[According to “The Art of Dining; or, gastronomy and gastronomers”  by Abraham Hayward. pub. John Murray, London 1852,  the ordinary price for the best dinner at this house [The Albion] (including wine) is three guineas. If the prices were still about the same in 1883, the dinner cost the equivalent of one month’s pension for each of the 150 pensioners.]

The collection was then made, which amounted to £1,040.

The Chairman afterwards proposed, in highly flattering terms, the health of his Eminence the Cardinal Archbishop of Westminster, for whom the Bishop of Emmaus replied, in eulogistic expressions, of the great charity of his Eminence to all men.

Sir James Murshall proposed, and the Very Rev. Canon Murnare replied for, the ” Bishop of Southwark.”

The Bishop of Emmaus, in highly felicitous terms, proposed the health of the Hon. Justice Day, who replied in an equally happy manner.

Then followed the healths of the “Bishop of Emmaus,”  “The Clergy of Westminster and Southwark,”  “The Stewards,” given by the hon. chairman, and replied to by Judge Stonor, after which the proceedings terminated.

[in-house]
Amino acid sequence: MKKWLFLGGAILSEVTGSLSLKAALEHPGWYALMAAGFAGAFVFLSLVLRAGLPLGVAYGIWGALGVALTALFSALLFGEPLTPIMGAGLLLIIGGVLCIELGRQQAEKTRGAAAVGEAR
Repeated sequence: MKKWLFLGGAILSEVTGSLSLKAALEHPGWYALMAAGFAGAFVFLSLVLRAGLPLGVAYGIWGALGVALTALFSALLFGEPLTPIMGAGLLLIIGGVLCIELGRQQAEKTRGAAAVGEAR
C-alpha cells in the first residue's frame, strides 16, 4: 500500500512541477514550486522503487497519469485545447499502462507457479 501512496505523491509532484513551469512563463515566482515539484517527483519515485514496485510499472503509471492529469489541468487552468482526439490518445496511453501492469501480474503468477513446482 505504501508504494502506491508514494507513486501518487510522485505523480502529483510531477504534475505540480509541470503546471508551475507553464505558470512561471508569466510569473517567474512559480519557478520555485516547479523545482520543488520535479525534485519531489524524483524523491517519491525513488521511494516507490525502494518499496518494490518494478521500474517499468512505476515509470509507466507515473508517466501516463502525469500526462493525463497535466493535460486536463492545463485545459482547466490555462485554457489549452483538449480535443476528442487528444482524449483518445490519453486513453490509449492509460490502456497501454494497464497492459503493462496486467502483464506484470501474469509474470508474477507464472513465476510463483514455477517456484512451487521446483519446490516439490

1st December 1883, Page 34

Bishop of Emmaus, (Right Rev. the Hon. Algernon C. Stanley) 1843 – 1928

The starting point for an interest in  the Bishop of Emmaus was that he was the principal celebrant at Aunt Edythe and Uncle Charles (Cary-Elwes)’s wedding in 1897. But pretty rapidly, the more one looks at the Stanleys,  it becomes clear that they are from the look of it absolutely bonkers in a very English upper-class way.

According to the Catholic Who’s Who 1908.   The Right Rev. the Hon. Algernon C. Stanley was born in 1843, the fourth son of 2nd Lord Stanley of Alderley; [he was also the great uncle of Clementine Churchill, and a great great uncle to the Mitfords]. He was educated at Harrow, Rugby, and Trinity College, Cambridge (M.A.); formerly Anglican incumbent of Holy Cross Church, N.W (1);  having become a Catholic, he studied in Rome, where he was ordained; nominated Dom(estic). Prel(ate). to Leo XIII and Protonotary Apostolic; attached to St James’s, Spanish Place, 1883-93, subsequently settling in Rome for a further ten years. After his consecration there he returned to London for a year as Bishop-Auxiliary to Cardinal Vaughan; but since 1904 he has again been resident in the Eternal City. The Bishop is a nephew of Dean Stanley, the famous Broad Churchman, to whom Disraeli wittily remarked ” No dogmas, no Deans ”  [ I have absolutely no idea why this is the vaguest bit witty]; and of Miss Mary Stanley, a convert to the Catholic Church, who devoted her life to the love and service of the poor. Of the Bishop’s brothers, the late Lord Stanley became a Mohammedan, 

Alderley Park